Ms. Mungovan said the investment will be a boon to future development in the area, also boosting safety for those who will eventually take up residence there.
“With the construction of Happy Valley Road, this provides three options for residents and emergency services to access the area. Not only does this infrastructure entice development, it provides convenience and increased access for emergency services,” she stated.
The area already has nearby access to emergency services, with the Arizona Fire & Medical Authority (formerly known as North County Fire & Medical District) Fire Station 104, 24930 N. 119th Ave., less than one mile away. Because of mutual aid agreements, which are in place across the Phoenix metro area, future Rancho Mercado residents can count on short response times from AFMA crews, whose service area overlaps that part of the Northwest Valley, according to Eric Kriwer, a spokesperson for the district.
“AFMA will provide services according to our agreements with the automatic-aid system in the newly developed area,” stated Mr. Kriwer by email. “We are proud partners of the automatic-aid system that has been proven to be a benefit to Maricopa County citizens and residents of the Phoenix area for many years.”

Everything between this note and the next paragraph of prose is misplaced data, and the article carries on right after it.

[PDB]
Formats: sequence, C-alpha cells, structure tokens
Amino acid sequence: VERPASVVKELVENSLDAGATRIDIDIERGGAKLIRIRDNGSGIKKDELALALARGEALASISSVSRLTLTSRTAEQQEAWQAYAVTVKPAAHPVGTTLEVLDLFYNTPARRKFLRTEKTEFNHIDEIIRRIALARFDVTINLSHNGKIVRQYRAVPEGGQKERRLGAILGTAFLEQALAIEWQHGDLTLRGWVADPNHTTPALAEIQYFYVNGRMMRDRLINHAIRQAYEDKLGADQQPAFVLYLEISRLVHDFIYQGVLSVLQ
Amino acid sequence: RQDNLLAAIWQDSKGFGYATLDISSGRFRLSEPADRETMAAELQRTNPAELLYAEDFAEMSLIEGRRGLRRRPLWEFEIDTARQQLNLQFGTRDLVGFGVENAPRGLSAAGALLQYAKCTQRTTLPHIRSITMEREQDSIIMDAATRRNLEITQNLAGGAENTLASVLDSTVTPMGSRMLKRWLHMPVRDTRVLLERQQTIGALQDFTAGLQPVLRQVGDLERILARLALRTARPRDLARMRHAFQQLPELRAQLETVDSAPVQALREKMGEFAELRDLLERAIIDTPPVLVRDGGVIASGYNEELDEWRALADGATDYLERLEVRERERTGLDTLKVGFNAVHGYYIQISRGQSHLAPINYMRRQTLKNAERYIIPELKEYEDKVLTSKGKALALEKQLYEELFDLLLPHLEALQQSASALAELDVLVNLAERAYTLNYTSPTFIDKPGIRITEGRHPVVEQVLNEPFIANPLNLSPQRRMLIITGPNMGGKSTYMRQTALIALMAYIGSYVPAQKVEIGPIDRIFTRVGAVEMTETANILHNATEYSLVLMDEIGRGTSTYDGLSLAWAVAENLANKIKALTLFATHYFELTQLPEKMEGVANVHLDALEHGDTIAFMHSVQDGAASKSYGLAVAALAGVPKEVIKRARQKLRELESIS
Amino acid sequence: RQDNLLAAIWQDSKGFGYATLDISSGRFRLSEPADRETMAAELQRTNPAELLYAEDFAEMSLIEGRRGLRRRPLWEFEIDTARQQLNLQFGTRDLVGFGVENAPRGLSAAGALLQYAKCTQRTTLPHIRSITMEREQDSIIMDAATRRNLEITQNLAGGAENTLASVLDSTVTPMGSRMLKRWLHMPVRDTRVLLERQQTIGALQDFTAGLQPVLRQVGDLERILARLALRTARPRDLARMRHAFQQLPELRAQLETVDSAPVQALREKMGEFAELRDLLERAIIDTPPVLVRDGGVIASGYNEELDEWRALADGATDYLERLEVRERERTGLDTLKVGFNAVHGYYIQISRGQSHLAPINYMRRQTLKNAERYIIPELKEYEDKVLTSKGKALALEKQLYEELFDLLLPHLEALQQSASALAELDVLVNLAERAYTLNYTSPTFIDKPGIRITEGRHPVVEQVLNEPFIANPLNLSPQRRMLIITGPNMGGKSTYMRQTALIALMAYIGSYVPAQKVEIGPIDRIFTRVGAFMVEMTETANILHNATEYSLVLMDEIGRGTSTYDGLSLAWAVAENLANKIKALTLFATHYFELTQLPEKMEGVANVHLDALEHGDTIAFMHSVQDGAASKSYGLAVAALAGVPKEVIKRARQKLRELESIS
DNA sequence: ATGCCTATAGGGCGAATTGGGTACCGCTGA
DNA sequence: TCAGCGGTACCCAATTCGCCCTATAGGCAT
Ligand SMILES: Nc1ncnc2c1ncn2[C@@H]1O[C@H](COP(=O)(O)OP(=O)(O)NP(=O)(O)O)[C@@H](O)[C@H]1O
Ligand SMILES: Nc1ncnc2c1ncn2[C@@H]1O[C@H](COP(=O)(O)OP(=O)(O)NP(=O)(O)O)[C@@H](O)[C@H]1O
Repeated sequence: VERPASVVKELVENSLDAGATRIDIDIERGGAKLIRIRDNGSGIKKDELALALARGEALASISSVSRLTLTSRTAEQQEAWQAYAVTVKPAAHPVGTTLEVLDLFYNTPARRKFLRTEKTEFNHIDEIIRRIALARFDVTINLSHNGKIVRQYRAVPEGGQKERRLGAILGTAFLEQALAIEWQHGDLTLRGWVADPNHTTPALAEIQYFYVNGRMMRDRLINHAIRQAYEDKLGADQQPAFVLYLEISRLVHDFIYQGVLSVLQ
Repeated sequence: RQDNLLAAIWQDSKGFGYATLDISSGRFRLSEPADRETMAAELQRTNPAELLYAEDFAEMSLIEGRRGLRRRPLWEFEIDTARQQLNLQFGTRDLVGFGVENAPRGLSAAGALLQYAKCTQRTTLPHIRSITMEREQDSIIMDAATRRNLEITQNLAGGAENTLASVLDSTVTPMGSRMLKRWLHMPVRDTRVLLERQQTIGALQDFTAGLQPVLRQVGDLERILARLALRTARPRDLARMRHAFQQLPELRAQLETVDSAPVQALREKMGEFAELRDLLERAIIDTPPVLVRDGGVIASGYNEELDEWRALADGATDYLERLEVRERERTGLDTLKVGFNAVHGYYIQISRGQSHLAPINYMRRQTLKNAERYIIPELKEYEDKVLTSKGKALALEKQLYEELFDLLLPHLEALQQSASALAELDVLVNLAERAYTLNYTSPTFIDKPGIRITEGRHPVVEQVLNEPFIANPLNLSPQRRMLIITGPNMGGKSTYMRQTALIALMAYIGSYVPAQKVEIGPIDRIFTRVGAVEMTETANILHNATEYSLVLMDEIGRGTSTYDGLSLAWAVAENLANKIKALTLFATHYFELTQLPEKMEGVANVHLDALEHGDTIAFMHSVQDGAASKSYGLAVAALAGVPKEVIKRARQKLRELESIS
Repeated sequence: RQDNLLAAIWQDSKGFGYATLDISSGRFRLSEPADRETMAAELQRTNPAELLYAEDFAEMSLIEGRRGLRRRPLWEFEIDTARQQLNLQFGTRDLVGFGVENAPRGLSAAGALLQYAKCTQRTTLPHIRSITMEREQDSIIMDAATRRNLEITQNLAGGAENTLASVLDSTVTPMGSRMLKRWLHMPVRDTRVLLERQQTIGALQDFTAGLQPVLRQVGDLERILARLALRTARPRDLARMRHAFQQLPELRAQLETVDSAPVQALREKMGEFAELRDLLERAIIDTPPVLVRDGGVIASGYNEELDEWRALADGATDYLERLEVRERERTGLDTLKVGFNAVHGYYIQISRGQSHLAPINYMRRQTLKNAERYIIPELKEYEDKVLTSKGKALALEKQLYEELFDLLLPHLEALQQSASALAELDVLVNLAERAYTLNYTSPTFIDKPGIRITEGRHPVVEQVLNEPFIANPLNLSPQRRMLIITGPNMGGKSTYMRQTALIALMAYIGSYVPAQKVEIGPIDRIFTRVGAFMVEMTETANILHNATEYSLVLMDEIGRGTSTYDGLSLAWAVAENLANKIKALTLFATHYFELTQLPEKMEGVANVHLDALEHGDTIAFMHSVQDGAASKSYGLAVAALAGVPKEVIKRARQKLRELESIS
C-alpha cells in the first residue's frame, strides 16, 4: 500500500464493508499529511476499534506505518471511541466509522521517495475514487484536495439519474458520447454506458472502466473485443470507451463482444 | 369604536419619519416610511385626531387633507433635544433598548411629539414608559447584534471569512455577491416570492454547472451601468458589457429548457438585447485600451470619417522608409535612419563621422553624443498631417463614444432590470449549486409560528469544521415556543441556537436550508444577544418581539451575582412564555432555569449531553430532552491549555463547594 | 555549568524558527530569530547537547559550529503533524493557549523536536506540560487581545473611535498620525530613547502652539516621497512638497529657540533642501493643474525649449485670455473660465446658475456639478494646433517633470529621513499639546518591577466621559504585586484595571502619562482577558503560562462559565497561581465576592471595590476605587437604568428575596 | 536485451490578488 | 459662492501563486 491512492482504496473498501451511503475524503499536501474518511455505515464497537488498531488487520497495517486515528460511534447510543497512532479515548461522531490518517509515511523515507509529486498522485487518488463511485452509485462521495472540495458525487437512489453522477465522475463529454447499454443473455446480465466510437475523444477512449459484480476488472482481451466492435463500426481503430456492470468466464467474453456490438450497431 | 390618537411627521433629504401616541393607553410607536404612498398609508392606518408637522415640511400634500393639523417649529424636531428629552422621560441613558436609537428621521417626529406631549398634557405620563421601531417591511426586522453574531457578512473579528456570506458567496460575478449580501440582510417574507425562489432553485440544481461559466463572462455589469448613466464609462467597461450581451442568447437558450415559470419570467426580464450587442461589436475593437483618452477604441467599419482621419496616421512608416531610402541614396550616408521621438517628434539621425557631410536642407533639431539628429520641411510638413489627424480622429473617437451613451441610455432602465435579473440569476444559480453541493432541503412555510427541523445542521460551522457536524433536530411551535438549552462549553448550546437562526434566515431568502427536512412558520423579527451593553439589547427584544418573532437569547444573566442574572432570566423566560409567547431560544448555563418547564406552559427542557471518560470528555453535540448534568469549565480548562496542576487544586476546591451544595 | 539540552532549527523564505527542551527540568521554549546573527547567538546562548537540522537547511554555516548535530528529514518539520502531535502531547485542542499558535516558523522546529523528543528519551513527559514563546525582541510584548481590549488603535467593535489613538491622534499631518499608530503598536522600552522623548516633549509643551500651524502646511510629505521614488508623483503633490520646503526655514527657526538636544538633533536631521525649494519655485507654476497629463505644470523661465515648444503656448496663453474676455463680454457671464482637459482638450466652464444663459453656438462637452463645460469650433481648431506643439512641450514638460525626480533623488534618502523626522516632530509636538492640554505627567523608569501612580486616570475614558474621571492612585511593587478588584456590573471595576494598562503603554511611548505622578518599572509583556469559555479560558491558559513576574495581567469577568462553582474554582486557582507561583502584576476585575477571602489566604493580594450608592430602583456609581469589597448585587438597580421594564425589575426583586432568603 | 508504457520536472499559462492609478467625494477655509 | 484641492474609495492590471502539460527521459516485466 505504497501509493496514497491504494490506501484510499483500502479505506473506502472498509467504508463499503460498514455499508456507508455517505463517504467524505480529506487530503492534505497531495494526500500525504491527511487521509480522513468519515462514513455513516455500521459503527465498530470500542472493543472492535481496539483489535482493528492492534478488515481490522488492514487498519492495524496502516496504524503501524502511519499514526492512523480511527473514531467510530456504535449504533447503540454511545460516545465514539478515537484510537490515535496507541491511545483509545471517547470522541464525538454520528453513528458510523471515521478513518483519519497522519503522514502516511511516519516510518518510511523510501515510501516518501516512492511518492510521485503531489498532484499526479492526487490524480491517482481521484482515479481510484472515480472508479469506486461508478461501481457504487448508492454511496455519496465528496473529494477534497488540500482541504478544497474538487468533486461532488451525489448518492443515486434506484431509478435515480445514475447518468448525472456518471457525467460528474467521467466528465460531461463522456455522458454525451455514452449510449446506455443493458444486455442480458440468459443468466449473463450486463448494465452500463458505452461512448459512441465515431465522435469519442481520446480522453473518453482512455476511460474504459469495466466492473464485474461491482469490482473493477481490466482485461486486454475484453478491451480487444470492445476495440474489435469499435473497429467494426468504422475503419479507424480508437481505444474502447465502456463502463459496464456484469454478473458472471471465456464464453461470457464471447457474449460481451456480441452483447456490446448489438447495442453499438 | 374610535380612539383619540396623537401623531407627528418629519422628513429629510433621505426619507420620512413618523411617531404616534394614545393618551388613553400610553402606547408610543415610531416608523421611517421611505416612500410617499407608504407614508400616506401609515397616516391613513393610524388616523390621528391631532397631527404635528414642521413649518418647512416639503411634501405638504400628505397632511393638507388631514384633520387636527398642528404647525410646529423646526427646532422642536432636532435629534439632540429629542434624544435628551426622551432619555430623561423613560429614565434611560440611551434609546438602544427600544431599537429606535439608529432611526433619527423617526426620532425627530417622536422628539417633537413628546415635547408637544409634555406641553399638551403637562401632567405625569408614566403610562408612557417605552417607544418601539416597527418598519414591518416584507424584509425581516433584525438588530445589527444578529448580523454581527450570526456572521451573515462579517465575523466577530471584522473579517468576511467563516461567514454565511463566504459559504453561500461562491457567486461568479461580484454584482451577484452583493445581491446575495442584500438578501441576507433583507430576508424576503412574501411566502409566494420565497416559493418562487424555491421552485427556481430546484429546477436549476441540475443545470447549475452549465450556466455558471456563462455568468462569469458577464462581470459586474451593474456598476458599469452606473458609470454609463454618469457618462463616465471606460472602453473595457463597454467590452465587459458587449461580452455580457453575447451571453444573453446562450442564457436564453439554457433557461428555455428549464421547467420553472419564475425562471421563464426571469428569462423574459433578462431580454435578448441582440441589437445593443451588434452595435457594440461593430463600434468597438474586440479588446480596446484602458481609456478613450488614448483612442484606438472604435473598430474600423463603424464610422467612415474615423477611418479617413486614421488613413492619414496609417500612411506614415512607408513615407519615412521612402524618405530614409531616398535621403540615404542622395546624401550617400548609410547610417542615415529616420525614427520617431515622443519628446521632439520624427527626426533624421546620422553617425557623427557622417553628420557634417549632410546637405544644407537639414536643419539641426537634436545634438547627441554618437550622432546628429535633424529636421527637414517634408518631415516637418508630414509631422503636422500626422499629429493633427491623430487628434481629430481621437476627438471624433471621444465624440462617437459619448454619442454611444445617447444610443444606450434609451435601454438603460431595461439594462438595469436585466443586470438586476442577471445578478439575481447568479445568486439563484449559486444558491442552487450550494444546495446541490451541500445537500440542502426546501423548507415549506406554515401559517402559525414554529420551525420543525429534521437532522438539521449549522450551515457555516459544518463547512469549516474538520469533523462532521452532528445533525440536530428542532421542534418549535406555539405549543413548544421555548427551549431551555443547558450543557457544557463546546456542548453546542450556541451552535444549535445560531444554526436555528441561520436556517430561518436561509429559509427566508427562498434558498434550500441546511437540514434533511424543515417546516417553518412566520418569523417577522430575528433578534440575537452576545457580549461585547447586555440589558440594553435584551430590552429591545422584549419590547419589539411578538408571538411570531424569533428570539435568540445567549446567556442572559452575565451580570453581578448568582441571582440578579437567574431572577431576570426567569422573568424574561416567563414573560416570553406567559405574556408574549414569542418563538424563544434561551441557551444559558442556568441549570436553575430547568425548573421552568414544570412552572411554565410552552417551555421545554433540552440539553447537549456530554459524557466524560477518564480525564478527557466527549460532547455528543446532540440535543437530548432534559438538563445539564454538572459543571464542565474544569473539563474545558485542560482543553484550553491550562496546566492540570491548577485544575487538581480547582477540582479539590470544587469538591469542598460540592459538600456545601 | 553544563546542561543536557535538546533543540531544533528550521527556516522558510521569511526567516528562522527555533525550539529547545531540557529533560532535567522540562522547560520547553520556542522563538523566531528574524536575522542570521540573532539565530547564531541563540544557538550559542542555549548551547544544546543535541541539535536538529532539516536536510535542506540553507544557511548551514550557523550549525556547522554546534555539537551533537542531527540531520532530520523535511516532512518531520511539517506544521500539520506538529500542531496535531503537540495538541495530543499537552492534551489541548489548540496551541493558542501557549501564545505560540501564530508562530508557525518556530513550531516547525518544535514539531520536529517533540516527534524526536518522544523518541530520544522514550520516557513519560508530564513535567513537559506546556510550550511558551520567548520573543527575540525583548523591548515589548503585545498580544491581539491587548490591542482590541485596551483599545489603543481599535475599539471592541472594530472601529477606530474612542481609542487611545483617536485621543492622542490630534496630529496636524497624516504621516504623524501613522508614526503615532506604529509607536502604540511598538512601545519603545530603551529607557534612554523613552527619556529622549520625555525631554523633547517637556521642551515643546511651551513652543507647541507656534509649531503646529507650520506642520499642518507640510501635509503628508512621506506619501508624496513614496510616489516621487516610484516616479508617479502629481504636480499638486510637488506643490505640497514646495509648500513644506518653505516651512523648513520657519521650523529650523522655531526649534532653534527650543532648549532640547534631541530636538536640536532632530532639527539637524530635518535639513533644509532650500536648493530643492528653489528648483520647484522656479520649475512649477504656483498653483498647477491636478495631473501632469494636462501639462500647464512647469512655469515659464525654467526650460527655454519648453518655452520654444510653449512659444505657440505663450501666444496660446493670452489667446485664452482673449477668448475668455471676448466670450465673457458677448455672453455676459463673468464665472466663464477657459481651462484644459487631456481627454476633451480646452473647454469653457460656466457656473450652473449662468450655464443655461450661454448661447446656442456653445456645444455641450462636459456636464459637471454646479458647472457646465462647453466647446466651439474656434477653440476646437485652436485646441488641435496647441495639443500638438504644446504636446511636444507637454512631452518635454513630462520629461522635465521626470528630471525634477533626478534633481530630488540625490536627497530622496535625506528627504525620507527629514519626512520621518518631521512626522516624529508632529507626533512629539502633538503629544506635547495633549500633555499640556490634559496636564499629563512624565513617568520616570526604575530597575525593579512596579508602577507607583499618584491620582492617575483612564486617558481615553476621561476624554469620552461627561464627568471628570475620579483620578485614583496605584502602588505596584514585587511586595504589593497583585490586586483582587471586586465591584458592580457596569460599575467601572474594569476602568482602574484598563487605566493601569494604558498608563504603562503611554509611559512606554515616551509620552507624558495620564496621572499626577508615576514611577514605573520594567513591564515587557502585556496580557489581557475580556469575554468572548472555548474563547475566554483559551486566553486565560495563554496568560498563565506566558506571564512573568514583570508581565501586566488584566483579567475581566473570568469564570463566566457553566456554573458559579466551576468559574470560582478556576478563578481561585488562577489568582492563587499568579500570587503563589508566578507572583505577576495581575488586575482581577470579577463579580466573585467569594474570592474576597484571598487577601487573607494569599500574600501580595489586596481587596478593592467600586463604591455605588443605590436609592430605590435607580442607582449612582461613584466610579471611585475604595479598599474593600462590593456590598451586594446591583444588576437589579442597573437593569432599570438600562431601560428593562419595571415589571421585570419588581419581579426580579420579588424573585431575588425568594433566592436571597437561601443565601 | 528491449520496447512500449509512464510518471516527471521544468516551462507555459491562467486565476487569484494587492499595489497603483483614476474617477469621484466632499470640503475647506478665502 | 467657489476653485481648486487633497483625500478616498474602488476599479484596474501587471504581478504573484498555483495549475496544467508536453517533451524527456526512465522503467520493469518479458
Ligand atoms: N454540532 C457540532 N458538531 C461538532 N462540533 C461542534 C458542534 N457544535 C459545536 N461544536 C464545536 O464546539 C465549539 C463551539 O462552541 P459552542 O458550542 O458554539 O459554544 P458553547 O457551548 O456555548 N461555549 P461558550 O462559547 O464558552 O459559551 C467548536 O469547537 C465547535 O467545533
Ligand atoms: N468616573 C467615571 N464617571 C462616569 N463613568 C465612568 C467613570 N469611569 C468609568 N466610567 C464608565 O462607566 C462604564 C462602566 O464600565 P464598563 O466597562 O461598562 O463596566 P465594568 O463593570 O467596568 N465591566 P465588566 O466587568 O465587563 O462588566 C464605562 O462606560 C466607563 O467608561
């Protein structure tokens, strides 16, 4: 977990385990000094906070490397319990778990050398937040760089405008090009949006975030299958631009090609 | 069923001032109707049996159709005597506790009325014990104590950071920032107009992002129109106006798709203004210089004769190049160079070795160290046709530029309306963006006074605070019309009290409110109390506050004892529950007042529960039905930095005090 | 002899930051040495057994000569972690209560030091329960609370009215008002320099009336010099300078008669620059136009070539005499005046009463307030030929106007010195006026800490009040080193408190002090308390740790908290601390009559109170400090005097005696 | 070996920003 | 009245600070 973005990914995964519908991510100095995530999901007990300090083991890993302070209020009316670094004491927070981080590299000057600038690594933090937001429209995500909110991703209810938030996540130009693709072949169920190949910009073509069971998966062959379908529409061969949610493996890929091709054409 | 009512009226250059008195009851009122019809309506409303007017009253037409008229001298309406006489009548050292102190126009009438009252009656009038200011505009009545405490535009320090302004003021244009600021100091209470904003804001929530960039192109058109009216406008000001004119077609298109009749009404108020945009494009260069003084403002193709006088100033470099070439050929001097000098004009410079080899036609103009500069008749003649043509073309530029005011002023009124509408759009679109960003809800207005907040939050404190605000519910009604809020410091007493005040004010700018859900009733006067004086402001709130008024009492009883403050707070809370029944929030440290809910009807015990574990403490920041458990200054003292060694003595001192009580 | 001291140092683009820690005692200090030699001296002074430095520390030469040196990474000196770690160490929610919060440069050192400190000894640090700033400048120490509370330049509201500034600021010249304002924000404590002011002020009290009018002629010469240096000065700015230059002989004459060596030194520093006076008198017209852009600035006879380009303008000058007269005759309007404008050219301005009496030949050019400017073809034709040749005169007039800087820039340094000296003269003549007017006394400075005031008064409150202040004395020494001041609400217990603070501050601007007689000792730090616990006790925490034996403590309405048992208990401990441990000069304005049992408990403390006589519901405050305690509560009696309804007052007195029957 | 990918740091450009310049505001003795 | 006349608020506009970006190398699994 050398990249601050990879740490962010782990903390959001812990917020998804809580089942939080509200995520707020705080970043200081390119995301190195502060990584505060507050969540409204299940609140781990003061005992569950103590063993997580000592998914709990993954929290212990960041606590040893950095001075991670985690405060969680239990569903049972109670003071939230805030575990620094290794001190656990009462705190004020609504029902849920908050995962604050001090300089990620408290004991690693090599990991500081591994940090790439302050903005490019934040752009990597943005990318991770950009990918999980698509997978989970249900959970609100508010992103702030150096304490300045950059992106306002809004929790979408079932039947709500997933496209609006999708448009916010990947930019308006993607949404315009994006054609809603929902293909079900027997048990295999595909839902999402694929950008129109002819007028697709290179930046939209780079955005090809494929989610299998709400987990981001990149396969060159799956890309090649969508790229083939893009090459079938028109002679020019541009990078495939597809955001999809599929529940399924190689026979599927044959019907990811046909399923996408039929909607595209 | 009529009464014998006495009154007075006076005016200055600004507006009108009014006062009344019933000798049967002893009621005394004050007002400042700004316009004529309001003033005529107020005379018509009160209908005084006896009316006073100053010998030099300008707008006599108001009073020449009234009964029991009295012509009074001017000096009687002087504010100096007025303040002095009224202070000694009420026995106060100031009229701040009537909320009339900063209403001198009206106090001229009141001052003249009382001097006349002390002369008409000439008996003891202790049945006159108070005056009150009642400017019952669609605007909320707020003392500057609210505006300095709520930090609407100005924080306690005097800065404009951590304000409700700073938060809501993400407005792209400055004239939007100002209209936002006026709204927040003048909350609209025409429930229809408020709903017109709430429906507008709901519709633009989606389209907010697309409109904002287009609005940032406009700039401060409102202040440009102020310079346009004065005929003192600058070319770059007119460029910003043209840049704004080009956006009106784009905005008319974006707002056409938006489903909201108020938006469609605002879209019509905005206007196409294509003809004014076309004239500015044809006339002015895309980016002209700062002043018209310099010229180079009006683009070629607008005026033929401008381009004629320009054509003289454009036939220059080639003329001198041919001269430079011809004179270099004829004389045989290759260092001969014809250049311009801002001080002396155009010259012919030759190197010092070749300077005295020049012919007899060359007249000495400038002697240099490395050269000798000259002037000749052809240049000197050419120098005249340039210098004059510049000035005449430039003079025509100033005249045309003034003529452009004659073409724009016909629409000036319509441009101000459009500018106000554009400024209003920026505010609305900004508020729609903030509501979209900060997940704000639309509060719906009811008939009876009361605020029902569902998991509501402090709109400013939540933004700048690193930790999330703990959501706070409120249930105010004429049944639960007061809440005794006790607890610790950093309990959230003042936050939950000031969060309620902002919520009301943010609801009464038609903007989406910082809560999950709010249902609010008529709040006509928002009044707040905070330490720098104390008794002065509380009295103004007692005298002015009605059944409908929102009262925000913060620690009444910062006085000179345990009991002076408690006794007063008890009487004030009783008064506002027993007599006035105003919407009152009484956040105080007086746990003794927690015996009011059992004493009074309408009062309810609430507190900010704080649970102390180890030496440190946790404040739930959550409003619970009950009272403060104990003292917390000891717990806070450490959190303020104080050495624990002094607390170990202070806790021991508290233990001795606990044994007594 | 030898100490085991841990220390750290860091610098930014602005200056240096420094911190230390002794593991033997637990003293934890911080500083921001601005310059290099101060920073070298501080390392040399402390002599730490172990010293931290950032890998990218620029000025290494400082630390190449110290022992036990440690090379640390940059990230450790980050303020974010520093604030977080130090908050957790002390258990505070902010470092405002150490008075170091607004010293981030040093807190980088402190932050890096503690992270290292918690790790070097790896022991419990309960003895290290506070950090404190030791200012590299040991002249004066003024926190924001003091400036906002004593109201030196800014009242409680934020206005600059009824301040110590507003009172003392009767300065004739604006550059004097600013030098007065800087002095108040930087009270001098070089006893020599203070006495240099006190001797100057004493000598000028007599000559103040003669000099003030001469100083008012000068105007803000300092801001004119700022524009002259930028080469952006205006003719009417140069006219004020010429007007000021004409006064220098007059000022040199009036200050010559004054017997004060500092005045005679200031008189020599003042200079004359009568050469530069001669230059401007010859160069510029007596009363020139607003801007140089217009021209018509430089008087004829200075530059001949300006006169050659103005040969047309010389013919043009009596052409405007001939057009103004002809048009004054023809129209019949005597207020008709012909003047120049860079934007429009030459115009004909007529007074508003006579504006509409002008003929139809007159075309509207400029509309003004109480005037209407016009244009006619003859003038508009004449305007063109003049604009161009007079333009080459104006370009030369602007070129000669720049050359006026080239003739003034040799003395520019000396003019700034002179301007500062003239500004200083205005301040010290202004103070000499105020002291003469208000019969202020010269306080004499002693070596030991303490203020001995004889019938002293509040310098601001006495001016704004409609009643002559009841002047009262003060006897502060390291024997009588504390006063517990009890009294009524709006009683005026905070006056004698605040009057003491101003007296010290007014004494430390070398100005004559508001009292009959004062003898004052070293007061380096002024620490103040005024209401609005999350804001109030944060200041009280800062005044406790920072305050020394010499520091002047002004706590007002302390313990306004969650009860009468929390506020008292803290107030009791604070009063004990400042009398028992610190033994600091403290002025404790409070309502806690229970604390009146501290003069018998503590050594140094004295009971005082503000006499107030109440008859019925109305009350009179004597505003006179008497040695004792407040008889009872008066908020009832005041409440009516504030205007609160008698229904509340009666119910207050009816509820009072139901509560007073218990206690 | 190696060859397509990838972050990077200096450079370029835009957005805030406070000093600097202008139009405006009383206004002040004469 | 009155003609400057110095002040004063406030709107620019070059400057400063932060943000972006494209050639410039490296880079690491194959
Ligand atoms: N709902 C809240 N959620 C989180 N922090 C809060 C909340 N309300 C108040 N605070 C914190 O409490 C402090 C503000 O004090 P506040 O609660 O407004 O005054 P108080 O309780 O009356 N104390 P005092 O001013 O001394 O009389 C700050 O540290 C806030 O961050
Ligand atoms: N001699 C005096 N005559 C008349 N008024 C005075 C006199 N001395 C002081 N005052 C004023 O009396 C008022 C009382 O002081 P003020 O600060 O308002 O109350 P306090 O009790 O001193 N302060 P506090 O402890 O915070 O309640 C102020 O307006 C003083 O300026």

He stated until and if Surprise were to add a station nearby, AFMA has ample capacity to respond to calls there.
“It is very beneficial for communities to be able to grow, since that growth provides additional resources, which in turn assists all the partners,” Mr. Kriwer stated. “The agreements will be honored and calls for service will be answered by qualified emergency responders. In the end, everyone wins with community growth, fast and effective emergency service to our communities, and the opportunity to create a safe work environment for our personnel.”
The community will also be served by Surprise Fire-Medical Department’s Fire Station 304, 24900 N. 163rd Ave., which lies two miles west at the future intersection of 163rd and Happy Valley. The city will build a second fire station in the community, if needed, on land already set aside in the development, Ms. Mungovan confirmed.
Mr. Wahlberg said the infrastructure construction will be fully underway by the end of the year, with completion of roadway improvements slated for early 2019. In addition to the new roads, the developer will construct a water campus, as well as facilities for water storage, arsenic treatment, wells, transmission lines, booster pumps and water mains.